Kevin Rowney:I mean, I think that's a great bridge to to your paper. I mean, that was, I think, one of the main subjects that we wanted to cover during this interview. I mean, there's some pretty interesting results. I mean, not just the autonomous error correction, but, I mean, it it feels like there's, a a rich, array here of of results explored by this this technique that it sounds like where Quantique is a is a pioneer on. Can you give us some of that just summary of the top line results that, really thrilled you from from this research?

Julien Camirand Lemyre:Yeah. Definitely. I think one important point we just mentioned. So we've been able to implement an autonomous quantum error correction protocol on-site this this bosonic qubits. But what is more exciting for us is actually what the the results are.

Julien Camirand Lemyre:So we've been able to, to to benchmark the performance of this quantum error correction. How we do it is just we compare the lifetime. So how much the how long the, quantum information remains in in the quantum object, as a function of whether or not we were to apply this quantum compression protocol. And what we've been able to to show is we're actually able to to extend the lifetime of the system showing, like, proof of concept for quantum error correction. So this is, really why we exist.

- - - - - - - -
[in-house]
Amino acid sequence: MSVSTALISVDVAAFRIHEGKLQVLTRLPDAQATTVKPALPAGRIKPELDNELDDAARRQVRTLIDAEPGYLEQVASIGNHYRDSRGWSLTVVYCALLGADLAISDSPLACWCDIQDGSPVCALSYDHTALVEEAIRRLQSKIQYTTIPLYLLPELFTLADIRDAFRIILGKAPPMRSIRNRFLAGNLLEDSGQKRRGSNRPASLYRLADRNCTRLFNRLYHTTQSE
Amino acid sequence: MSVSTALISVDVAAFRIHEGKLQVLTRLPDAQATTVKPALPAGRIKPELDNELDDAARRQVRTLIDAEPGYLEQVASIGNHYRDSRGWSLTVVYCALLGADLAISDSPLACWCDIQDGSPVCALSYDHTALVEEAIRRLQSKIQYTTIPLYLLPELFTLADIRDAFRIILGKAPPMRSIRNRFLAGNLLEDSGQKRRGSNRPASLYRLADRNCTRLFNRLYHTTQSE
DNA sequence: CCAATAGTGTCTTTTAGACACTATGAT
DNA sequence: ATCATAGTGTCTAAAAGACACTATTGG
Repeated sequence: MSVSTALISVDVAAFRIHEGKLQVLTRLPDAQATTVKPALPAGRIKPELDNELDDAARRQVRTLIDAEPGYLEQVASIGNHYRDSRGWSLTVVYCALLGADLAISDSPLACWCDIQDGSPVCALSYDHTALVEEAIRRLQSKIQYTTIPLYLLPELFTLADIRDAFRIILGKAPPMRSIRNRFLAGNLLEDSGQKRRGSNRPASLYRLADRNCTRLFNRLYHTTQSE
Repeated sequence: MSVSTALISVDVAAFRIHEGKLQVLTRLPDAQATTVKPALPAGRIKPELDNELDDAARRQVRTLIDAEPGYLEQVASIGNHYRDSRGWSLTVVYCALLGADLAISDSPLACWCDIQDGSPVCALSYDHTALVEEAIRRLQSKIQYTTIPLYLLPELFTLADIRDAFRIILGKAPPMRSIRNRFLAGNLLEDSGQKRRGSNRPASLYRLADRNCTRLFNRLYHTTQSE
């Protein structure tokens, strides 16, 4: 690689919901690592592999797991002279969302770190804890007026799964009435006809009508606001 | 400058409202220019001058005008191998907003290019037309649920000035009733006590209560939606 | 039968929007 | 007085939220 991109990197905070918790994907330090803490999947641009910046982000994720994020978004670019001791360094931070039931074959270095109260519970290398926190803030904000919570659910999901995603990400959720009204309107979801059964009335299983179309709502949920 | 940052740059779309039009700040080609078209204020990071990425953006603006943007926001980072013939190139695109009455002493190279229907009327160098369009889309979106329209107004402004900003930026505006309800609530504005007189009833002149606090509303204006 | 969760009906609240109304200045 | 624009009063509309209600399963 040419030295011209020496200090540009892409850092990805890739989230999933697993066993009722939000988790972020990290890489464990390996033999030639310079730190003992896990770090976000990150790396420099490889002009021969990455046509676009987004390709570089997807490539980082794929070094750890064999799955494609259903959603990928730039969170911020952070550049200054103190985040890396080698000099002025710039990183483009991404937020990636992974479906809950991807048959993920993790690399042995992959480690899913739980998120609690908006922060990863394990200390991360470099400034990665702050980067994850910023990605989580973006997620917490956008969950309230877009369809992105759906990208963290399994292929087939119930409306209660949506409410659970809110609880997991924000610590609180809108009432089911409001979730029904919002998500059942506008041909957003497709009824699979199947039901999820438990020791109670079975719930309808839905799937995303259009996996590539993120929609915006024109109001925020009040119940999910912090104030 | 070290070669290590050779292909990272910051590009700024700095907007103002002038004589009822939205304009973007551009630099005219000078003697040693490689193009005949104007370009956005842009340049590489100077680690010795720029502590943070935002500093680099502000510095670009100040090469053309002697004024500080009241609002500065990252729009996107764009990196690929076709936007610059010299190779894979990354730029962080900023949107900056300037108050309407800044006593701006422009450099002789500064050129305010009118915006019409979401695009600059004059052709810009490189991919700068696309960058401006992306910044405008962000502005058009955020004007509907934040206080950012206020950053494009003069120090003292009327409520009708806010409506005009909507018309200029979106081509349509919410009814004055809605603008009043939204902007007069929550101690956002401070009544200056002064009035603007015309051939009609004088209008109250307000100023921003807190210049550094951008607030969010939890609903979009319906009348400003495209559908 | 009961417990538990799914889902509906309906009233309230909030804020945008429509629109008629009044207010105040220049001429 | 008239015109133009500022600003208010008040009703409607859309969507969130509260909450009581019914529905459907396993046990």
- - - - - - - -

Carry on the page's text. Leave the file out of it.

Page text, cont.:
Julien Camirand Lemyre:So this being able to, do this quantum error correction protocol, on single qubit, and move forward from there. So it's just your basic principle behind our technology that was demonstrated in that paper.

Kevin Rowney:So interesting. And and this is, this is excellent. Sounds like advancements in error control both on your bit flip and on on phase error. Right? It's like you're Mhmm.

Kevin Rowney:You're really demonstrating, significant advances both, both frontiers.

Julien Camirand Lemyre:Yeah. Exactly. So the this 24% is actually average over, the different states, that that would, that would, compose that that part. So it it indeed includes both bit and phase flip, in that case. So this is an average between the the two rates.

Kevin Rowney:Wow. And and again, done autonomously and on top of all of that, it sounds like you've got, some new results with respect to QEC parameters as well. You were able to, look at the operating parameters of these systems and make new advances there. Can you can you comment on that in more detail?

Julien Camirand Lemyre:What are you exactly do you do?

Kevin Rowney:The the the results around QEC parameters that was talked about in the paper. It it it sounds as if you've got, new results on, yeah, essentially fine tuning these systems to get them to, yeah.